Tuesday, October 2, 2007

Eight CERTs TERRORIZE the US Army! and live to tell about it....

Hi folks!
Last night myself and other Fairfax County CERT team members participated in a disaster drill staged by the US army's 911th engineer company (technical rescue) at Fort Belvoir. It was an EXCITING drill, folks. An exciting drill and exciting from the turnout by the CERT's. Here's our "victim" list from last night:

Jack Ledgerwood of CERT 4?
Susy Ledgerwood of CERT 4?
John Bauer of CERT 21?
Jon Curl of CERT 28
Dirce Peri of CERT 15
myself- CERT 14
my wife Sharon-not a CERT but good at playing victim! (she has to be, she's married to me :)
and Judy and Ray Howell of our current class CERT 29. Thanks for coming out!

We met at the Fort Belvoir visitor pass and ID center, I called Lt. Branson (our contact) and he met us there. when he got out of his truck it was clear he was surprised by the number of us that showed up. Surprised and VERY happy. He escorted us in our vehicles on post like we were VIP's , we didn't need passes, we showed our licenses and just drove right on.
A short time later we ended up at the 911th's training facility. It reminded me of the fire academy where we train as CERT's, but with a few differences. They have the "rat maze", a building much like our multi purpose building except most of it is underground. Their area is hilly; and criscrossed extensively with underground culverts for extrication training. Oh, they also had a helicopter fuselage and an armored Suburban that they use to train with. All in all, this 40 man company has an impressive array of equipment as well. Arlington county fire dept. provided firemen and equipment for this part of the exercise.
Lt. Branson gave us a tour of the facility, we waited for a while and then got ready for the first part of the exercise. The first part involved a bomb going off in a manufacturing plant and a chlorine spill ensued. Ray Howell and I were the "wet folks"; so Ray buried himself under pallets and I covered myself in lightstick juice and crawled under the HUMVEE in the "plant" ( the company's motor pool building). When you cut open a light stick after shaking it up first, you pour it on something and it lights right up. When I was finished I was emitting so much green light I could have read a newspaper while under the HUMVEE. Judy, Susy,Sharon and Dirce were family members outside the building, Jack was "looking for his wife" and Jon was the "plant manager". John Bauer was a "reporter on the scene" trying to get details of the incident.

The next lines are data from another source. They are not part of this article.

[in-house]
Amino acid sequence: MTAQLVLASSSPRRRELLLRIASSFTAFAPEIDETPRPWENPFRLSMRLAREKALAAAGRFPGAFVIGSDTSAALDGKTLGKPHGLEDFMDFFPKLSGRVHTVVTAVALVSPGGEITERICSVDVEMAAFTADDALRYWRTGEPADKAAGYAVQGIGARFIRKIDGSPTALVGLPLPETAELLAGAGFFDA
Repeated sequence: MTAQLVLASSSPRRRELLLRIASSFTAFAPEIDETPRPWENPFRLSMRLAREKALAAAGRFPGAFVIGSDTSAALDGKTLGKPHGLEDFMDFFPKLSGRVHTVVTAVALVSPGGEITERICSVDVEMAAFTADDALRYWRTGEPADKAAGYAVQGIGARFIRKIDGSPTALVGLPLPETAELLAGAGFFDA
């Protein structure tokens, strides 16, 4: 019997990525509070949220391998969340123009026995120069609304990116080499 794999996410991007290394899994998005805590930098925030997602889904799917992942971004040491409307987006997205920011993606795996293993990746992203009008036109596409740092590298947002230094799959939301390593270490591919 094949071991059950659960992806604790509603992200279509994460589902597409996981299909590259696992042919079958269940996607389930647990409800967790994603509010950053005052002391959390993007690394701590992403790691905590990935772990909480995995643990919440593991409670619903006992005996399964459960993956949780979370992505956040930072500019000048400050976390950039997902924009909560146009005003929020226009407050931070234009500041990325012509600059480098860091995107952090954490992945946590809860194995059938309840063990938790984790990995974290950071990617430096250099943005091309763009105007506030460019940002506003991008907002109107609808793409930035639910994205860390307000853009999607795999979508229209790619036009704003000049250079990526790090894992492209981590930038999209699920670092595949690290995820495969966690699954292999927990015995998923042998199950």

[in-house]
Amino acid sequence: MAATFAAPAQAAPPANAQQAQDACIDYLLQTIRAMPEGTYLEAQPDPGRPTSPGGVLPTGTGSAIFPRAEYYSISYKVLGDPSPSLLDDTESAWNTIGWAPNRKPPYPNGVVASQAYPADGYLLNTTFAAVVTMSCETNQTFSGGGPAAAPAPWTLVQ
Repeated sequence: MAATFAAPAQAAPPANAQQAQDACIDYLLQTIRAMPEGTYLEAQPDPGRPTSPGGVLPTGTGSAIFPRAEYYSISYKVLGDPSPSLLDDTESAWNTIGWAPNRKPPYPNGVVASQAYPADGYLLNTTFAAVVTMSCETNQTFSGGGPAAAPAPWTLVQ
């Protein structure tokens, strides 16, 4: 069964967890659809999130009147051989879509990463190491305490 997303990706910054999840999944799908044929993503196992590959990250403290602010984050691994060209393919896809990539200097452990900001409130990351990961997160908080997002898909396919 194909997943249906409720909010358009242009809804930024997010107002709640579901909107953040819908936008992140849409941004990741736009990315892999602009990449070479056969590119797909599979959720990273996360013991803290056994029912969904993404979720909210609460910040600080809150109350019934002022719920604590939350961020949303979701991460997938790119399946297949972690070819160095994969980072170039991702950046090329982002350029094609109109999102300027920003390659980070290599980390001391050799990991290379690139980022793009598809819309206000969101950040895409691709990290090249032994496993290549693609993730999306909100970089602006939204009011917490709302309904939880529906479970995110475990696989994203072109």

The exercise started and I start hearing Jack screaming "Where's my wife"? From this point I'll just describe what I saw; and I'll encourage the other CERT's to relate their experiences. There was so much going on!
I could see Jack (through a small opening in the closed up building) running back and forth in the firemen's faces screaming. He kept the firemen tied up for a good 10 minutes before they finally got into the building where we were. Dry ice had been set out all over the building; and probably two cases of lightsticks had been splattered all over the walls (and us). The inside of this building looked like a really bad hazmat situation ( or a really COOL night club). The firemen came in, did a quick on site triage, got Ray into a portable stretcher that looked like a child's sled and dragged him out. They came back in and grabbed me. They drag me out from under the HUMVEE and pick me up in a two man carry. (Folks, I weigh right at 200 pounds.)These two firemen carry me a good 400 feet to the decontamination station. With two firemen still carrying me we get soaked down with fire hoses. Once this is done, they laid me in the triage area and checked my carotid pulse.(the medics were from Walter Reed army medical center, and that's all they checked on me. Our head to toe assessment is 100 times better than this). They laid me on the ground; I look around and see Susy with an O2 mask on; my wife is dripping wet (they decontaminated her by mistake,oops!) and Jack dancing around asking where his wife is.....I remember Jack putting a bag under my feet (which he'd thoughtfully "liberated" from the ambulance) and I started getting COLD. A blanket was thrown over me; but I was still shivering. Derek mentions the danger of putting a victim directly on the ground; the potential for hypothermia is always present. Well, I started shivering uncontrollably. they put me on a stretcher and put me in the ambulance, where I found Dirce. She was also cold, apparently a fireman tossed her over his shoulder like a sack of potatoes and carried her away. Jon Curl poked his head in the ambulance; said that Judy was tormenting the fire chief so badly she was tied up with tape and her shoes were taken away! (Judy, you have GOT to get on the blog and tell us what happened!)